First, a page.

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Latte levy: reaction

Canary wharf becomes clean coffee zone 2

A call from MPs for a levy of disposable on-the-go coffee cups – and a total ban if a new recycling regime fails – has generated considerable attention in the national media and reaction within the waste sector.

The Environmental Audit Committee, a cross-departmental watchdog, wants the Government to introduce a 25p “latte levy” to fund recycling and reprocessing facilities.

The MPs called for all disposable cups to be recycled by 2023 and, if the target was not achieved, the Government should ban such cups. They also want producers to pay more for packaging that is difficult to recycle and say improved labelling would help educate consumers.

Committee chair Mary Creagh said: “The UK throws away 2.5 billion disposable coffee cups every year. Almost none is recycled and half a million a day are littered. Coffee cup producers and distributors have not taken action to rectify this and Government has sat on its hands.”

Defra said it was already working closely with industry and organisations such as WRAP.

“We are encouraged by industry action to increase the recycling of paper cups with some major retail chains now offering discounts to customers with reusable cups. We will carefully consider the committee’s recommendations and respond shortly,” it said.

The EAC accused businesses supplying and producing the cups of not bearing the full environmental costs of their disposal. It is generally estimated that packaging producers pay 10% of the cost of packaging disposal and recycling, leaving taxpayers to pay for the remaining 90%.

The committee called on the Government to adopt a producer responsibility compliance fee structure that rewards design for recyclability and raises charges on packaging that is difficult to recycle.

Infrastructure for the collection, sorting and recycling of ‘on the go’ disposable products has not kept pace with society’s demand for convenience food and drink

Ray Georgeson, Resource Association

The Prime Minister joined the debate with two Tweets that referred to the wider issue of plastic waste in the environment:

”In 2015 we introduced the 5p charge on plastic carrier bags, we now see 9bn fewer bags being used. It’s making a real difference. We want to do the same with single use plastics. Nobody who watched #BluePlanet2 will doubt the need for us to do something - and we will.”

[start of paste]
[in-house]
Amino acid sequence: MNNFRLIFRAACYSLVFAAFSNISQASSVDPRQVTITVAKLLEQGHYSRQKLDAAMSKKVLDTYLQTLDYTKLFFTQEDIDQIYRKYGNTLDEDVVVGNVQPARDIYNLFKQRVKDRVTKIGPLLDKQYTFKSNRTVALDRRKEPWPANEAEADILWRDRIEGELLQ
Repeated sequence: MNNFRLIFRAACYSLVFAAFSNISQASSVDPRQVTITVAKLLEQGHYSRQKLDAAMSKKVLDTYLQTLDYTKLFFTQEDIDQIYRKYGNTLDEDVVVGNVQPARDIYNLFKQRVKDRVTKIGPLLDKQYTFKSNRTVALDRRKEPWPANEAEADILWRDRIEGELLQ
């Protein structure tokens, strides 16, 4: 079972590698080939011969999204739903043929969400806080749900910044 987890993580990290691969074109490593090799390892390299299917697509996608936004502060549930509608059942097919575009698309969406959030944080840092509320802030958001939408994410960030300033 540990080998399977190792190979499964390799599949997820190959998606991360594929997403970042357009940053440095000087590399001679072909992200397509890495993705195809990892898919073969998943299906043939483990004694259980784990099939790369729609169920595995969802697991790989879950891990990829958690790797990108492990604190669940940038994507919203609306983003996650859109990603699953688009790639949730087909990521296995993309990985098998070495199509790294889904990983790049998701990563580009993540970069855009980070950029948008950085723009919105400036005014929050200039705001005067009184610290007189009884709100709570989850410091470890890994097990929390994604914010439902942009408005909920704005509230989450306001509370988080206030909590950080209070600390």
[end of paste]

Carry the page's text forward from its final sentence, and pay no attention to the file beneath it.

“Eight million tonnes of plastic makes its way into the world’s seas and oceans each year - our government will do all it can to play its part in stopping this.”

Resource minister Therese Coffey also tweeted: “A reminder that if you can recycle drinks cartons like tetrapak you should be able to recycle coffee cups too. Fourteen organisations sign ground-breaking agreement with ACE UK to boost paper cup recycling.”

David Palmer-Jones, chief executive officer of Suez, said: “Taxes on takeaway coffee cups may provide a helpful nudge to consumers to abandon a throw-away culture but, for lasting change, proposals like these need to be part of wider, joined-up reform that shifts the burden of responsibility for all forms of packaging content, recyclability and ultimately their collection, back to the producer.

“For any so-called latte tax to be more than just a light and frothy foam nod to reform, we need to wake up and smell the real coffee needed for a lasting brew - increased investment in sustainable product design, greater use of recyclable materials and better capture of materials at the end of their life.”

The public needs a simple, UK wide solution, one which is made possible by the introduction of an on-the-go waste management infrastructure

Martin Kersh, FPA

Resource Association chief executive Ray Georgeson welcomed the report: “Infrastructure for the collection, sorting and recycling of ‘on the go’ disposable products has not kept pace with society’s demand for convenience food and drink. It is recognised that there must be investment to improve the nation’s limited ‘on the go’ recycling collection infrastructure and to support the technology and capacity investments that are needed to ensure that materials collected are efficiently recycled with quality at the heart of the process.”